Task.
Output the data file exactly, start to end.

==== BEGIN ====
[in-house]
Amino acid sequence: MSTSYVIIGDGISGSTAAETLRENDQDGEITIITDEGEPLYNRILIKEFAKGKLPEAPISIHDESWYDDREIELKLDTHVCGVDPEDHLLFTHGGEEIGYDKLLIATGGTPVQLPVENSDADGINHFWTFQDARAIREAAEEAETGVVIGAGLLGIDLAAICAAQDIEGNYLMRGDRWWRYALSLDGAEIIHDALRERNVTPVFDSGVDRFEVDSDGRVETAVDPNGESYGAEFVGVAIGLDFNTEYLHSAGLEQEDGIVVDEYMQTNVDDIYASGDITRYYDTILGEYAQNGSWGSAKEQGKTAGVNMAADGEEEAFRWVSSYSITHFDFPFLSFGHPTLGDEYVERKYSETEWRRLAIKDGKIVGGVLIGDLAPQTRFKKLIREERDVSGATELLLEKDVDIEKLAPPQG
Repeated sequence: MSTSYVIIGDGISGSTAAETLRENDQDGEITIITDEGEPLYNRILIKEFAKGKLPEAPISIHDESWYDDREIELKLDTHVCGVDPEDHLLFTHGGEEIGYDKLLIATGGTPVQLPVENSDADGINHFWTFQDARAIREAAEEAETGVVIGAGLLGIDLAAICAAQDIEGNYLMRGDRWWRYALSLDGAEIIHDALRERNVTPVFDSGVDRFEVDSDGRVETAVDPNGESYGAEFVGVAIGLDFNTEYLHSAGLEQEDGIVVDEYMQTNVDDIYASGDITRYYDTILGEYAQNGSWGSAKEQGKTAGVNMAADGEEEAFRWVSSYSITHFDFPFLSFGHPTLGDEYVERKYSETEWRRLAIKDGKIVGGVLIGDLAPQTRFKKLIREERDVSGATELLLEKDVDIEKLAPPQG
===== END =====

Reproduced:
[in-house]
Amino acid sequence: MSTSYVIIGDGISGSTAAETLRENDQDGEITIITDEGEPLYNRILIKEFAKGKLPEAPISIHDESWYDDREIELKLDTHVCGVDPEDHLLFTHGGEEIGYDKLLIATGGTPVQLPVENSDADGINHFWTFQDARAIREAAEEAETGVVIGAGLLGIDLAAICAAQDIEGNYLMRGDRWWRYALSLDGAEIIHDALRERNVTPVFDSGVDRFEVDSDGRVETAVDPNGESYGAEFVGVAIGLDFNTEYLHSAGLEQEDGIVVDEYMQTNVDDIYASGDITRYYDTILGEYAQNGSWGSAKEQGKTAGVNMAADGEEEAFRWVSSYSITHFDFPFLSFGHPTLGDEYVERKYSETEWRRLAIKDGKIVGGVLIGDLAPQTRFKKLIREERDVSGATELLLEKDVDIEKLAPPQG
Repeated sequence: MSTSYVIIGDGISGSTAAETLRENDQDGEITIITDEGEPLYNRILIKEFAKGKLPEAPISIHDESWYDDREIELKLDTHVCGVDPEDHLLFTHGGEEIGYDKLLIATGGTPVQLPVENSDADGINHFWTFQDARAIREAAEEAETGVVIGAGLLGIDLAAICAAQDIEGNYLMRGDRWWRYALSLDGAEIIHDALRERNVTPVFDSGVDRFEVDSDGRVETAVDPNGESYGAEFVGVAIGLDFNTEYLHSAGLEQEDGIVVDEYMQTNVDDIYASGDITRYYDTILGEYAQNGSWGSAKEQGKTAGVNMAADGEEEAFRWVSSYSITHFDFPFLSFGHPTLGDEYVERKYSETEWRRLAIKDGKIVGGVLIGDLAPQTRFKKLIREERDVSGATELLLEKDVDIEKLAPPQG